2017 Volume 95 Issue 2 Pages 71-90
The present study investigated how impacts of the inclusion of radiosonde observations conducted locally in the early summer of 2012 over the Kuroshio and Kuroshio Extension (KE) can spread over time across the North Pacific basin to influence the predictability of synoptic and large-scale tropospheric circulation. For that purpose, observing system experiments (OSEs) were performed where each of two extra sets of radiosonde data, one obtained over the East China Sea in mid-May and the other over the KE in early July, was added to an atmospheric ensemble data assimilation system for comparison with the corresponding analyses without those data. The experiments show that the impact of the extra data assimilated propagates eastward mainly due to advection by the subtropical jet (STJ) in May and July. The strong STJ in May allows the upper-tropospheric impact to travel across the basin only within two days. Under the weaker STJ, the corresponding impact in July tends to remain within the western Pacific, until it eventually reaches the eastern portion of the basin. Assimilation of the extra radiosonde data over the Kuroshio or KE can lead to a decrease of pressure over the Gulf of Alaska in both May and July.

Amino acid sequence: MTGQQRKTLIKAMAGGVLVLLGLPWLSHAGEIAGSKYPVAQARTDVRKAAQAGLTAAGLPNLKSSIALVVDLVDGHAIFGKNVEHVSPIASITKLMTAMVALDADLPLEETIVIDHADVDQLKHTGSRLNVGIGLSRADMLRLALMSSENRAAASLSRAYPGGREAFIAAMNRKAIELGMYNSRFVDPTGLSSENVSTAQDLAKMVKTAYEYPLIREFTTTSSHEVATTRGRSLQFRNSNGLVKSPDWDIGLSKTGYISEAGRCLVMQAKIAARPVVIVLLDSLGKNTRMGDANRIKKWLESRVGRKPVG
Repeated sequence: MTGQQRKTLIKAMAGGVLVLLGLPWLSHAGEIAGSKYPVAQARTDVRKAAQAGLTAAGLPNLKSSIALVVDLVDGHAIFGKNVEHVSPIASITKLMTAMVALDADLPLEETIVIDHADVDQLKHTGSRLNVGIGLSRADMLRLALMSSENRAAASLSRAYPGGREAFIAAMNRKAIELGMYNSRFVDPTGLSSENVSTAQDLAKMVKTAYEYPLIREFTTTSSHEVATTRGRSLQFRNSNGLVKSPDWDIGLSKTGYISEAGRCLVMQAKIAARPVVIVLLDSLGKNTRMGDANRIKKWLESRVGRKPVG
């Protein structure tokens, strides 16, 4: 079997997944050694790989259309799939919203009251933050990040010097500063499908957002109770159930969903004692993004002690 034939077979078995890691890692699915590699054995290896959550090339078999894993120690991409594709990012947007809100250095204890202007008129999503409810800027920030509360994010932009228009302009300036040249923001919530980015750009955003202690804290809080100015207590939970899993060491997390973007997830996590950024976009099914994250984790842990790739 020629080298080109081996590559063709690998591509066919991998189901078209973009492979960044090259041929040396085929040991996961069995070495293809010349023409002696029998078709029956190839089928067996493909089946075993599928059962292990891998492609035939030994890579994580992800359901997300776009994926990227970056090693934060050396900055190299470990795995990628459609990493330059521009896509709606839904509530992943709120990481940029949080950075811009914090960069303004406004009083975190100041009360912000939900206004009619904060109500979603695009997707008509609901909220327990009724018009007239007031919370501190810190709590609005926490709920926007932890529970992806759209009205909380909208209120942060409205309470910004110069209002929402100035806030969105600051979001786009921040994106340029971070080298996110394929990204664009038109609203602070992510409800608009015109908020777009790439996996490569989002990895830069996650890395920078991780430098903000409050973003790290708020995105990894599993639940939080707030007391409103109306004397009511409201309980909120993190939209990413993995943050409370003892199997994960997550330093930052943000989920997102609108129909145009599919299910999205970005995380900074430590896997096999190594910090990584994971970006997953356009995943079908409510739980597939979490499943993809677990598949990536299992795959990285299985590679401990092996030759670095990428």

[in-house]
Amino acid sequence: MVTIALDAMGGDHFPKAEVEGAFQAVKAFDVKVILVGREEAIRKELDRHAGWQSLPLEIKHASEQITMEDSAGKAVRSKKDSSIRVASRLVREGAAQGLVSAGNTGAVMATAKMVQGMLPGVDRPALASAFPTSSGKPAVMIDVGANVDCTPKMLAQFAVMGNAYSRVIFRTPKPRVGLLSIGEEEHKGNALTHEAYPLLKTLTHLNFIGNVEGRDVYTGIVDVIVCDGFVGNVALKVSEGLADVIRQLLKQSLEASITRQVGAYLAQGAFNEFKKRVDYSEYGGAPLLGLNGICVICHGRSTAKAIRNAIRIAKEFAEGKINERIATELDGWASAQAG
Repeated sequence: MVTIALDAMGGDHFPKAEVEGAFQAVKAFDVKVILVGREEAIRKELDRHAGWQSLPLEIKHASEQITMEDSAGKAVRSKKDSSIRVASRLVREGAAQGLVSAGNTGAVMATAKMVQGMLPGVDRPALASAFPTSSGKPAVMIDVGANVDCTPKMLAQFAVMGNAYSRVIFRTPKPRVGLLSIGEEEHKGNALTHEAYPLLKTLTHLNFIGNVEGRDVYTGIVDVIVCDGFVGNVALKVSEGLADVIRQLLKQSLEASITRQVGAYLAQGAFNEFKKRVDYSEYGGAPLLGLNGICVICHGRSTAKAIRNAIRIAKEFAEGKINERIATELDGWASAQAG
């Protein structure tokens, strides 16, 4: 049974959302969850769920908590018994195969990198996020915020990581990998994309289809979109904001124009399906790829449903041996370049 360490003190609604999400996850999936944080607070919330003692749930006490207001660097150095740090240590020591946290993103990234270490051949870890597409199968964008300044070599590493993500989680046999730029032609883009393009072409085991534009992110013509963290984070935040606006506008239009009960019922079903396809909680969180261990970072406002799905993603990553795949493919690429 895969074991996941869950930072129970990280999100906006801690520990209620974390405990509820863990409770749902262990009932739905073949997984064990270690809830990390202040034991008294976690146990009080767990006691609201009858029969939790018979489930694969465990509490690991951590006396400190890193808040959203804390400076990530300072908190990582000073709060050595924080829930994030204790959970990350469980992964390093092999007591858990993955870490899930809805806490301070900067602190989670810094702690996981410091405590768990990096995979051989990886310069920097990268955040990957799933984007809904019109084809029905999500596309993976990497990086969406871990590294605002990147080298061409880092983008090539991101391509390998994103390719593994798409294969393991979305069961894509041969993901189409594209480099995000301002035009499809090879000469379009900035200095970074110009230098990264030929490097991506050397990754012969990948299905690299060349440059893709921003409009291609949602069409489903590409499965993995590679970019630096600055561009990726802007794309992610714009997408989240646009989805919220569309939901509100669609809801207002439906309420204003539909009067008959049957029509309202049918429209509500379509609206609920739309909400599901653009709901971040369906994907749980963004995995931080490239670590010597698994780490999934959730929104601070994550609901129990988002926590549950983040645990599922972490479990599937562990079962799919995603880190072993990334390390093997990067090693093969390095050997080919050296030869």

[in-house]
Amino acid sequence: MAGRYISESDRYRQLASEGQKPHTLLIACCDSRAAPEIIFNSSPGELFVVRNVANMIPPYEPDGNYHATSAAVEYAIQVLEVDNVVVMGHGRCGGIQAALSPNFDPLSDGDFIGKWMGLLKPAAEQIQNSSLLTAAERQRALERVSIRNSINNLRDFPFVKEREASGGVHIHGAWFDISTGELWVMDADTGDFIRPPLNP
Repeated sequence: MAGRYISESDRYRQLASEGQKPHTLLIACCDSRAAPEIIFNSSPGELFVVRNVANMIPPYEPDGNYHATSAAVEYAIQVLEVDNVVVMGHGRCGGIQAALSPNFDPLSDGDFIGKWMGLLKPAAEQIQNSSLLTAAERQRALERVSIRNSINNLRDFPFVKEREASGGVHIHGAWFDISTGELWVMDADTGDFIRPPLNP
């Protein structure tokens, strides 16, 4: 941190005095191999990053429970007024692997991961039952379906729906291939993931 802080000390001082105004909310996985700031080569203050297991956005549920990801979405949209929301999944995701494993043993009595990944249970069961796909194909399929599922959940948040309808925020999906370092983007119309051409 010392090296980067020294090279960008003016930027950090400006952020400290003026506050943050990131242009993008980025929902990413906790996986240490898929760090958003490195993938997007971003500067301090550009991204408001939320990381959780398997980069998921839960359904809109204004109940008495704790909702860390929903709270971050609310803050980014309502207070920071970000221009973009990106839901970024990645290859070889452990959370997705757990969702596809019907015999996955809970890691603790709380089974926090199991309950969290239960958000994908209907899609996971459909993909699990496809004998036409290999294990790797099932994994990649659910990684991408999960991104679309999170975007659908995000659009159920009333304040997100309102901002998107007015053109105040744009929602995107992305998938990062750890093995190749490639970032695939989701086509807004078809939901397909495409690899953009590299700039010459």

Additional forecast experiments based on the OSEs for May revealed that the pressure decrease over the Gulf of Alaska can be traced back to the west of the Alaska Peninsula and to the east of Japan over three days. The impacts that originate on different dates via different paths merge over the central North Pacific, reinforcing the cyclone over the Gulf of Alaska. This study presents examples where the impacts of atmospheric observations over the western boundary current can propagate across the ocean basin through the westerlies to influence the forecast skill in distant regions.